Ms. Mott-Davidson's storytelling talents began to fade with "Dying for Chocolate," paled some more in the overwrought "The Cereal Killers," and then went out altogether on "The Last Suppers," which I didn't finish.
At least Grafton and Evanovich's mysteries kept things lively. In each volume, Ms. Mott-Davidson's body count rose to an incredible level and left me with serious doubts about wanting to befriend Goldy and her clan.
I'm disappointed and will no recommend this series to my readers, no matter the wonderful recipes. This was a waste of my precious leisure time.
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Format: Mass Market Paperback
I managed to finish this book, but will definitely not read another one in this series. She's written a passable mystery, but I found too much emphasis on food and church. If you enjoy those two things, you would really love the whole series. The author is VERY knowledgeable about church affairs, and calls on that knowledge to write this series. the emphaszis on food is meant to bring humor into the book. But I don't find that mystery and humor mix very well. Also, I just could never come to like the main character (or any of the other characters, either), and therefore, never really got pulled into caring about what happened in the books. I had really looked forward to reading one of the books in this series. This was the first one I came across. It was a disappointment for me personally.
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Format: Mass Market Paperback
I managed to finish this book, but will definitely not read another one in this series. She's written a passable mystery, but I found too much emphasis on food and church. If you enjoy those two things, you would really love the whole series. The author is VERY knowledgeable about church affairs, and calls on that knowledge to write this series. the emphaszis on food is meant to bring humor into the book. But I don't find that mystery and humor mix very well. Also, I just could never come to like the main character (or any of the other charaters, either, and therefore, never really got pulled into caring about what happened in the books. I had really looked forward to reading one of the books in this series. This was the first one I came across. It was a disappointment for me personally.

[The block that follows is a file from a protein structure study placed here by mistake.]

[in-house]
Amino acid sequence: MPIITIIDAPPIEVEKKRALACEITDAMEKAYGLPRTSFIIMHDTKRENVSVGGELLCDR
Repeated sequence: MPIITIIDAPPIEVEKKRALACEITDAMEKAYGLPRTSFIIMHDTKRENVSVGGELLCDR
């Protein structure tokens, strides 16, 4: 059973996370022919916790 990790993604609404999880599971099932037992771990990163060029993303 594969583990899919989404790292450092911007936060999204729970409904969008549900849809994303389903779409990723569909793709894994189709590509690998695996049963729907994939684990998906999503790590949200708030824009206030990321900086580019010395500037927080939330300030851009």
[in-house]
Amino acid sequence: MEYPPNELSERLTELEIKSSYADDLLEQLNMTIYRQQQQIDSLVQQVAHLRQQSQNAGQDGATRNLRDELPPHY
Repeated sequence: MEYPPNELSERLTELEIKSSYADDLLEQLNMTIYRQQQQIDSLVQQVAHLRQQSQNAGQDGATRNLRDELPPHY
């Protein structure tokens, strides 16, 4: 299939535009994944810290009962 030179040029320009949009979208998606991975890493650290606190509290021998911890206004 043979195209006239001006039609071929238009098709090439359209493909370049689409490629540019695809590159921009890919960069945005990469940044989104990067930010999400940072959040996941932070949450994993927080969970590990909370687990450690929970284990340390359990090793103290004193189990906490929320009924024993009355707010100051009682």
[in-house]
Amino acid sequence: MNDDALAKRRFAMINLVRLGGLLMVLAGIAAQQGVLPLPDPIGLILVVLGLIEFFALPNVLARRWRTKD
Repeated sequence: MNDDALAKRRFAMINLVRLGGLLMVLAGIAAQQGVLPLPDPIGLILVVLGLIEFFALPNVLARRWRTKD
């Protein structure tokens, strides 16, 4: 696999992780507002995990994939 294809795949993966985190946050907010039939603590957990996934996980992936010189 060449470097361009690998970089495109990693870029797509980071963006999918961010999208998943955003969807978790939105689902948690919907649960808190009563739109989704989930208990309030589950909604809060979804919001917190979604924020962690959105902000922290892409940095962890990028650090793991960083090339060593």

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Format: Mass Market Paperback
OK OK the recipes are better in some of the other books. And would Goldy really be have the ability to concentrate in a church committee review board while her fiance is missing? And unfortunately this is one of the shorter books....
BUT!! This is truly a gem to read from beginning to end. Being Episcopal myself, I can relate to some of the items that Goldy talks about with her church. Her reaction to a miracle performed at the church, not to mention a certain thing happening to her at a Women's Prayer Group (I won't spoil it), show that Goldy truly is not a one-dimensional character. I guess what really got me in the end was the true love that Goldy showed for Tom by not thinking he just ran off on her. Thank you Dian Davidson! Keep on cooking
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Format: Mass Market Paperback
D.M.D. sure seems to know her cookery, and her mysteries function all right. Having just moved to Colorado, I renewed my acquaintance with her "Aspen" (?) based series. However, poor Goldy and her fiancee can't even get through their wedding without a major personal disaster. D.M.D. characters don't just investigate murder & mayhem, they get tragically involved in the crimes in very personal ways. It is getting hard to pick up another book, knowing the kind of angst Goldy and her family is in for, and I probably won't. By the way, isn't it kind of hypocritical to base the series around gourmet catering and then harp on the best friend's (& fellow ex-wife's) fatness? Kind of shallow; and very seldom moves the plot forward.